Engineering for the Worst Case Scenario: FallSafety Builds Man Down Alerts with Twilio Notify

You don’t typically find “140 pound MMA dummy” on the list of dependencies required to build notifications for an iOS or Android app. But the dummy is critical to the engineers at FallSafety. He’s not as pliable or easily maneuverable as code in a text editor, but he represents the final function of the engineers’ code.

To know whether FallSafety’s code works properly, the dummy has to take a fall. Well, a lot of falls. It’s all in the name of saving actual humans from actual falls on a job site.

When a worker falls, someone needs to know immediately. Response time matters.  The FallSafety app leverages the accelerometer in a worker’s phone to determine when a fall has occurred, and sends out notifications to the worker’s emergency contacts using Twilio Notify.

Getting the worker’s emergency contacts to respond promptly is mission critical to FallSafety. One emergency contact might miss a phone call, but immediately respond to a text or push notification. This makes users’ notification channel preferences less like a garnish on top of the app, and more like the main course.

“The last thing you want to think about is ‘will it be delivered?’,” says Philip Carmichael, CEO and Founder of FallSafety. That question was definitely on the mind of FallSafety engineers before trying out Twilio Notify.

Building Their Way Out of A Notification Black Hole

“It was like a black hole” says Travis Okahara, Software Engineer, describing a few providers they tried to use to send out multi-channel alerts. “It should be fire and forget, but in this case it was fire and get frustrated. We could see the notifications were received by the server, but we had no idea why they weren’t getting to the device.”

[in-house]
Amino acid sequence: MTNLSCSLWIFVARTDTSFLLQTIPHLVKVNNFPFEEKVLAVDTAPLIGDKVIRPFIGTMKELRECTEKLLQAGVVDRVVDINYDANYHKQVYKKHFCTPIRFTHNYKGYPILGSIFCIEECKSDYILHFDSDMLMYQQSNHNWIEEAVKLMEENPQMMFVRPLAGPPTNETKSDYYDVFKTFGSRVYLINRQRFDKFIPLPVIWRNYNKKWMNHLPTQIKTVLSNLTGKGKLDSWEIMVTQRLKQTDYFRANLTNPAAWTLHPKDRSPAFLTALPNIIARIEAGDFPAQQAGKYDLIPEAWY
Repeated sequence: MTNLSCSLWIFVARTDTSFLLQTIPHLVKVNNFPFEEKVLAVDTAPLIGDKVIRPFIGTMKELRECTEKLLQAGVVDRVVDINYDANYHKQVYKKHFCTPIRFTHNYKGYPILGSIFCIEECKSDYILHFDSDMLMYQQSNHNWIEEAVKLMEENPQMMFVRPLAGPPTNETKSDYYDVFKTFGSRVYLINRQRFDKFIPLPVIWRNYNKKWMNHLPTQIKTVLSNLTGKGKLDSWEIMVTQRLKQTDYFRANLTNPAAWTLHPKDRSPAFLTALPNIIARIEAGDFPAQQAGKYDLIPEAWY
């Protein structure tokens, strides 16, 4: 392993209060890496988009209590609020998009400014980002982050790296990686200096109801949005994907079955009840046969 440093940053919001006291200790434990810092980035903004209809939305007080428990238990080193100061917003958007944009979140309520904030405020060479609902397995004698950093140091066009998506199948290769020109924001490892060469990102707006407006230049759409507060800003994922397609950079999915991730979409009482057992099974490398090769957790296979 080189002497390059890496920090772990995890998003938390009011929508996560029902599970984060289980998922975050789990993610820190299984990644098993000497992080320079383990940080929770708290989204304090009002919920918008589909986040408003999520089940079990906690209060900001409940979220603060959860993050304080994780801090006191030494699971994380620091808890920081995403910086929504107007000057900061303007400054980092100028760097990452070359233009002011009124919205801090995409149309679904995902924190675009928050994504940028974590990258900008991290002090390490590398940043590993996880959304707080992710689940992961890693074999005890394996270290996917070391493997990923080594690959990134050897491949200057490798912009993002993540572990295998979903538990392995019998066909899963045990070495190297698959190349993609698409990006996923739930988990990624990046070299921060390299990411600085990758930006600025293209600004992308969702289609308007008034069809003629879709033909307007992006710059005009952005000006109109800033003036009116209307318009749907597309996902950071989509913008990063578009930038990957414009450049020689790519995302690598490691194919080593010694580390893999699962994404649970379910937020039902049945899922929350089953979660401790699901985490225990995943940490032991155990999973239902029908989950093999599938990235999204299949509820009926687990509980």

The FallSafety team wanted out of the black hole. They signed up for Twilio Notify just a few weeks after it launched. While Notify is now in Public Beta for everyone to use, FallSafety is glad they started using Twilio Notify from the get go. It enables them to send multi-channel notifications instantaneously, all from one platform, instead of bouncing around from different messaging channels one by one.

Having one centralized place to manage iOS and Android push notifications, as well as SMS and voice allows FallSafety to focus on enhancing their product and expanding it internationally.  They serve a number of industries including construction, energy, home maintenance, manufacturing, military and agriculture in the United States, Canada, the UK, Australia and around the world.

A critical part of improving their app is gathering more data about falls. In the unfortunate event a worker falls, FallSafety uses that data to log metrics about the environment the fall took place in, the response time, the type of notification that was sent and more. Their ultimate goal is a smarter solution that supports prevention as much as it improves response.

FallSafety hopes that human falls are few and far between, so it sounds like the MMA dummy has a few more falls in its future.